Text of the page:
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Public Statements

Statements on Introduced Bills and Joint Resolutions

Location: Washington DC

Sept. 27, 2004


S. 2849. A bill to provide certain enhancements to the Montgomery G.I. Bill Program for certain individuals who serve as members of the Armed Forces after the September 11, 2001, terrorist attacks, and for other purposes; to the Committee on Veterans' Affairs.

Mr. HAGEL. Mr. President, I rise today to introduce the G.I. Bill Enhancement Act of 2004. My legislation would waive the Montgomery G.I. bill program's $1,200 enrollment fee for active duty members of our Nation's military.

This legislation covers any member of the United States military, including Reserve and National Guard members, serving on active duty during the period after President Bush's November 2001 Executive order that placed the military on a wartime footing. This legislation would: waive the G.I. bill enrollment fee until President Bush's November 2001 Executive order is rescinded; allow all servicemen and women to opt into the G.I. bill with no penalty or enrollment fee; and reimburse those servicemen and women covered by this bill who have already paid the $1,200 enrollment fee prior to the enactment of this legislation.

The current Montgomery G.I. bill is tailored to serve members of our military in a time of peace. Upon enlistment, recruits are given the option of enrolling in the G.I. bill. If they choose to participate, they are charged a $1,200 enrollment fee which is deducted from their monthly pay over 12 months. However, we are now in a time of war and the demands on our service members and their families have been transformed and increased. To that end, changes must be made to the G.I. bill to ensure that it continues to provide realistic and relevant educational opportunities to those who are defending our country.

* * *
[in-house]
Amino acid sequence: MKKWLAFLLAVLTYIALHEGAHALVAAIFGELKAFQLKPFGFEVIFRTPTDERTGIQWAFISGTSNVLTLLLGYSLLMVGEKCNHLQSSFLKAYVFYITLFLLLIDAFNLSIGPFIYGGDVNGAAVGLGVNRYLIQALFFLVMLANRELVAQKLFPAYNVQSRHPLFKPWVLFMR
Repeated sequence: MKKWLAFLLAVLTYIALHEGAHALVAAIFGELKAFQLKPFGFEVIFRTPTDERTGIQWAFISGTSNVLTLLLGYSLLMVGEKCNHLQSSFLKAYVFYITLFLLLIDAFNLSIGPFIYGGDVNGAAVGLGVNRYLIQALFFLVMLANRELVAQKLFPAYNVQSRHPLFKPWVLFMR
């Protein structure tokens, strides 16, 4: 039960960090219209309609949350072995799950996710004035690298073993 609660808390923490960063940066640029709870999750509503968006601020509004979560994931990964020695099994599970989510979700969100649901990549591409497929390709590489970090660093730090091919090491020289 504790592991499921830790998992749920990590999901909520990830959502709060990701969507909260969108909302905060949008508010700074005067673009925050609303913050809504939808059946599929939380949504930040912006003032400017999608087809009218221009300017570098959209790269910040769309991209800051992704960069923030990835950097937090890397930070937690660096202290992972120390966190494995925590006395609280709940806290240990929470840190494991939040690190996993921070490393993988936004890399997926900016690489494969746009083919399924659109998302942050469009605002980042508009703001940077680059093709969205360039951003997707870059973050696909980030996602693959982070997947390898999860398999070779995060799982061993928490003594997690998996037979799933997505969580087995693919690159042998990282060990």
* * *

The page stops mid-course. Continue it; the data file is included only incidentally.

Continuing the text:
This is an issue of fundamental fairness. The men and women serving our country in wartime should not have to choose between the long-term benefits of the G.I. bill and the short-term demands of their paycheck. The G.I. bill is one of the great legacies of military service to our country. Men and women sacrificing for their country in a time of war need to be assured that access to higher education is in their future. Congress must do all it can to ensure that education options for our veterans are accessible and real.

The year 2004 marks the 60th anniversary of the Servicemen's Readjustment Act of 1944, better known as the G.I. bill. This bill has long been recognized as one of the most important congressional acts of post World War II America. The G.I. bill ensured that all who served their Nation would not be penalized as a result of their time away from their careers and communities in service to their country. The G.I. bill helped members of our "greatest generation" upon their return home by providing them with the educational tools necessary to pursue the opportunities enjoyed by all Americans.

Over the last 60 years, the Federal Government has invested billions of dollars in education benefits for our Nation's veterans. Over 17.6 million men and women have benefitted from the G.I. bill, resulting in a workforce that transformed American society. The bill's far-reaching impact can be seen here today, as Members of this body, including this Senator, have prospered as a result of the benefits of the G.I. bill.

Every American should be proud of how we have responded to the challenges of terrorism following September 11, 2001. We owe much to the men and women who have fought professionally and bravely in Afghanistan and Iraq and who have kept guard around the world. This bill recognizes these sacrifices. I hope that my Senate colleagues will give serious consideration to this legislation.

I ask unanimous consent that the text of the bill be printed in the RECORD.

There being no objection, the bill was ordered to be printed in the RECORD, as follows:

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